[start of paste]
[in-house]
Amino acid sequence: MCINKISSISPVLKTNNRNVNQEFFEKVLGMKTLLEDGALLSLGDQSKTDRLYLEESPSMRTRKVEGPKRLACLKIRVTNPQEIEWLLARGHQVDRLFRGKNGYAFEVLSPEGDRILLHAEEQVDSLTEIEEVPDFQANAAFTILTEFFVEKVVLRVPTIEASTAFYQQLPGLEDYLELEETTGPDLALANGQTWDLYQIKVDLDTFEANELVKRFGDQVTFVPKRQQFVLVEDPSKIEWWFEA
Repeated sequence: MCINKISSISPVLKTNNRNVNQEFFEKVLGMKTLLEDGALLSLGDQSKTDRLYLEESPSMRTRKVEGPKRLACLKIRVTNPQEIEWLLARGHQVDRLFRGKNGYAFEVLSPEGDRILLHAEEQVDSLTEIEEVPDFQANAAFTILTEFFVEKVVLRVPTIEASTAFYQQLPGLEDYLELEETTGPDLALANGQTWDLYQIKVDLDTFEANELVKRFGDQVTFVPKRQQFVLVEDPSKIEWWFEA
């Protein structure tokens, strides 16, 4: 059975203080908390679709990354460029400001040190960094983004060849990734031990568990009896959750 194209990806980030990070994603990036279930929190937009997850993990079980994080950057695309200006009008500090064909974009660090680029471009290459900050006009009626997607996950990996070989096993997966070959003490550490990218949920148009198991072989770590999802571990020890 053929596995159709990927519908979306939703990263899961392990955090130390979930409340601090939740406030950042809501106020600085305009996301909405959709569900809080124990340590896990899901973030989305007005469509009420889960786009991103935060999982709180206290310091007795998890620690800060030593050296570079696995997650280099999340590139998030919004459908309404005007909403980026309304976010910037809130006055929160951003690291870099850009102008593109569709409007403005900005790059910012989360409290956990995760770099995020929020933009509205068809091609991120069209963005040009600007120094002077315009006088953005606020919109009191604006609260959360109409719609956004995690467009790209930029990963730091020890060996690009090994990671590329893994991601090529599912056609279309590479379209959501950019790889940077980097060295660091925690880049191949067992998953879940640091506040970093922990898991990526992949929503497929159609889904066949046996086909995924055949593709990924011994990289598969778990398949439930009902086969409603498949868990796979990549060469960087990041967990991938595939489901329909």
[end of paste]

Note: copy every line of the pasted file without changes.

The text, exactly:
[in-house]
Amino acid sequence: MCINKISSISPVLKTNNRNVNQEFFEKVLGMKTLLEDGALLSLGDQSKTDRLYLEESPSMRTRKVEGPKRLACLKIRVTNPQEIEWLLARGHQVDRLFRGKNGYAFEVLSPEGDRILLHAEEQVDSLTEIEEVPDFQANAAFTILTEFFVEKVVLRVPTIEASTAFYQQLPGLEDYLELEETTGPDLALANGQTWDLYQIKVDLDTFEANELVKRFGDQVTFVPKRQQFVLVEDPSKIEWWFEA
Repeated sequence: MCINKISSISPVLKTNNRNVNQEFFEKVLGMKTLLEDGALLSLGDQSKTDRLYLEESPSMRTRKVEGPKRLACLKIRVTNPQEIEWLLARGHQVDRLFRGKNGYAFEVLSPEGDRILLHAEEQVDSLTEIEEVPDFQANAAFTILTEFFVEKVVLRVPTIEASTAFYQQLPGLEDYLELEETTGPDLALANGQTWDLYQIKVDLDTFEANELVKRFGDQVTFVPKRQQFVLVEDPSKIEWWFEA
């Protein structure tokens, strides 16, 4: 059975203080908390679709990354460029400001040190960094983004060849990734031990568990009896959750 194209990806980030990070994603990036279930929190937009997850993990079980994080950057695309200006009008500090064909974009660090680029471009290459900050006009009626997607996950990996070989096993997966070959003490550490990218949920148009198991072989770590999802571990020890 053929596995159709990927519908979306939703990263899961392990955090130390979930409340601090939740406030950042809501106020600085305009996301909405959709569900809080124990340590896990899901973030989305007005469509009420889960786009991103935060999982709180206290310091007795998890620690800060030593050296570079696995997650280099999340590139998030919004459908309404005007909403980026309304976010910037809130006055929160951003690291870099850009102008593109569709409007403005900005790059910012989360409290956990995760770099995020929020933009509205068809091609991120069209963005040009600007120094002077315009006088953005606020919109009191604006609260959360109409719609956004995690467009790209930029990963730091020890060996690009090994990671590329893994991601090529599912056609279309590479379209959501950019790889940077980097060295660091925690880049191949067992998953879940640091506040970093922990898991990526992949929503497929159609889904066949046996086909995924055949593709990924011994990289598969778990398949439930009902086969409603498949868990796979990549060469960087990041967990991938595939489901329909």